Pedal for Plunder

May 21st, 2010 by Harrumpher Leave a reply »

tuneupWhat could befit our New England frugality than useful and free goods? If Bike Fridays on Boston city hall plaza do not appeal for their athleticism nor for their camaraderie, perhaps as much swag as you can carry, inside or out will.

It must be the endorphins. Biking can turn you sappy sweet, the antithesis of the crazed messenger stereotype. The reasons to cycle are many and those to attend the jolly mornings of Bike Fridays are several. Yet, grabbing useful or delicious freebies doesn’t hurt as motivation. Plus, the stuff is useful.

More chances

I just returned from the first of the season. You can redeem your self and join in the last Friday of the next three months — June 25, July 30, and August 27. Get there at 7 for the uncrowded shot at free bike tweaks from pros, plus the goodies. It all continues for nearly three more hours.

Today’s ridership seemed typical. There were huge (well, 10 to 20 in a bunch) gangs coming together from various neighborhoods and towns. You can come on your own, but the convoys have regular stops and times.

We can all fit it. There’s folks in suits, in skirts, in Spandex. There’s every somatotype and age. I only saw one pet, a pup in a trailer who seemed quite used to a chauffeur.The only warning is that over half the cyclists acted like suburbanites in a supermarket; like their counterparts fearful of losing their carts, they clung to their bikes rather than locking them on a rail or bike rack. That clogs up the works, such desperate ownership.


Over a dozen tented booths filled the upper plaza next to the T-stop, which disgorged amused and bemused commuters gawking and greeting the cyclists. Exhibits included organizations like MassBike and the DOT, Landry’s and Wheelworks bike shops, the Swiss tourist folk, and food and drink.

Swag to Consume and Carry

So, to the goodies. There was food and drink. We cyclists need or pretend to need replenishment, even after a short ride. We can justify treating ourselves, even at 7:13 a.m.

Boloco had the only real line, handing out burritos by tray. They also joined the city and state in offering high-end water bottles. In fact, TD Bank North accosted the convoys as they arrived — in the ear with cowbells, to the eye with YOU MADE IT signs, and in the hand with the event water bottle.


Abutting boxes elsewhere had muffins the size of a newborn’s head and healthier fare such as bananas. If you arrive hungry, you don’t have to leave that way. For drink, there was coffee but the water bottles were dry. Likewise, Harpoon held a raffle, but didn’t expect us to drink and ride.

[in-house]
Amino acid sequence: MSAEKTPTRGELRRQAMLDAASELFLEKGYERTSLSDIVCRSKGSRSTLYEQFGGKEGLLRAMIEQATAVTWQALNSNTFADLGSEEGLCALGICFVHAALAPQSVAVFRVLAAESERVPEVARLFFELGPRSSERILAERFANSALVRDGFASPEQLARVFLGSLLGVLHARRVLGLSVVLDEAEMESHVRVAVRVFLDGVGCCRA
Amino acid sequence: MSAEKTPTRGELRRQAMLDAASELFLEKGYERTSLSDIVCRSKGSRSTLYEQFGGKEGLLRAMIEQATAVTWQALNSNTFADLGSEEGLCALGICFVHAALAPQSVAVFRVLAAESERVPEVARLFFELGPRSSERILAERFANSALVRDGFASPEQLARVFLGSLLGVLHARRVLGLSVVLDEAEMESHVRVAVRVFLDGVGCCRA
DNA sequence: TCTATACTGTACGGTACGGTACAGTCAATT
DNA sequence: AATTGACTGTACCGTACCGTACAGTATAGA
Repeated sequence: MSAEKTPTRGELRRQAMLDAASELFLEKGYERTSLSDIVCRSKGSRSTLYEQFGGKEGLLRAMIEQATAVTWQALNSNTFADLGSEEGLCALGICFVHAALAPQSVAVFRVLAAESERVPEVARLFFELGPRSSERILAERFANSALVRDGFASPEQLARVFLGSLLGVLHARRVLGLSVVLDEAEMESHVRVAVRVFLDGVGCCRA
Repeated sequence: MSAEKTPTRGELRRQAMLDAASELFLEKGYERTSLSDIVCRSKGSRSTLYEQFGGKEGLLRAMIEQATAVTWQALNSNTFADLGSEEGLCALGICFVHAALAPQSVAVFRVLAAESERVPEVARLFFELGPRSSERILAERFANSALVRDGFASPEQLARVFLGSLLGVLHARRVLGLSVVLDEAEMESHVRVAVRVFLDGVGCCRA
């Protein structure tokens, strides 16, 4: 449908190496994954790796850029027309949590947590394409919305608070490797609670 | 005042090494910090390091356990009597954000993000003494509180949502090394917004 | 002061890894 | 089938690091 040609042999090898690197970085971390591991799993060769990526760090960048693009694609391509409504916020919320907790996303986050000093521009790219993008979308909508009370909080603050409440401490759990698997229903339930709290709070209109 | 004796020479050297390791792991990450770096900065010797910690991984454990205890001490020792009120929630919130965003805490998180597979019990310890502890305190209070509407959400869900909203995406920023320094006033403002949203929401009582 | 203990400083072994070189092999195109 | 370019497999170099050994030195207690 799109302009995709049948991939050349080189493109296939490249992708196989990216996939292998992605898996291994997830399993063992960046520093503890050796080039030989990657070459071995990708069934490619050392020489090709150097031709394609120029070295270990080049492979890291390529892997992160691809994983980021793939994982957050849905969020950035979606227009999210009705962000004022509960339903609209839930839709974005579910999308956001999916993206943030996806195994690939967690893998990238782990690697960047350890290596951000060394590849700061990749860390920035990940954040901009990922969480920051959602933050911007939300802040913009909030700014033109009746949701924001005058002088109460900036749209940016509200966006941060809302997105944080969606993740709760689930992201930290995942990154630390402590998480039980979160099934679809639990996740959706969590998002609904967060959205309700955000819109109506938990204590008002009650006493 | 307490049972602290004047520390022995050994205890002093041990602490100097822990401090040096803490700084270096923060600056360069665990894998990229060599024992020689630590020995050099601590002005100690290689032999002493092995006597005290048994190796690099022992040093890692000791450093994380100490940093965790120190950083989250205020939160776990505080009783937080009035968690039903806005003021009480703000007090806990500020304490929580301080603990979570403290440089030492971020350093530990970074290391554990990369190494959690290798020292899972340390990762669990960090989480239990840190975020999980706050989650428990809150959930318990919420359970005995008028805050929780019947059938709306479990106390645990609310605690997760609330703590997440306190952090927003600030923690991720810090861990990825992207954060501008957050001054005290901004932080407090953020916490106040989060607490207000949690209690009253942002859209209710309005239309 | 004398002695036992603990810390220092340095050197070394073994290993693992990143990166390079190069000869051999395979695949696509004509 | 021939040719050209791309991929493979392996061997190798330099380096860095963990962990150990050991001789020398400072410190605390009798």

So the various exhibitors offered goodies including:

  • A great trousers-leg strap from the DOT and MassBike, with a secure slot for a key. This is keen for runners as well. It is also a reflector.
  • A slap anklet like a slap bracelet that keeps the cuff out of the way and is also a reflector. That was from the Swiss tourist folk, who also offered those fab Lindt chocolate balls.
  • A pair of tire levers.
  • Bike maps of Boston.
  • Bike Week t-shirts.
  • Key chains.
  • Clif bars, Bare Naked and other brands of energy snacks.
  • Zipper eyeglasses cases and foldable Frisbees from TD North.

It went on and on. Being judicious  and only taking stuff I thought I’d use, I still ended up stuffing my small messenger bag. I had had two personal water-bottle tragedies recently; replacements were timely. The anklets with key slots should be good for three of us.

So, you have three more shots this year. Go to a Bike Friday because it’s fun and there’s fellowship…or go for the goodies.

Welcome Evolution

About 8:30, the orations began. Some downtrodden city hall fellow brought a podium and mic by dolly to the upper level. The resulting queue of speakers was an obvious shift from when this was the end of Boston Bike Week and not as it was today, Bay State Bike Week 2010.

Even ownership has become dispersed and diverse, and likely more sustainable. It used to be that a few Boston bureaucrats emerged from the cave that is city hall. Typically, Mayor Tom Menino, Bike Coordinator Nicole Freedman, and a city councilor who likes bikes, like President Mike Ross, would chat and whoop it up. Today, a series of state-level organization and agency folk took the mic.

They heaped praise on each other, only taking credit tangentially. In fairness, there’s lots worthy of praise. The shift in those attending and speaking also suggests that many more machers at higher levels see the short- and mid-term future in biking around here.

More cycles, fewer cars, healthier citizens, less noise and pollution. Everyone involved should get credit.

A Bike Friday is a feel-good morning.

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One Response

  1. Uncle says:

    Unless you arrive with front and rear panniers and an empty bike trailer, there surely must be a limit to how much swag you can carry away. That of course excludes what you consume.
    But what a charming idea. I may hike up from the subway and check it out next time.

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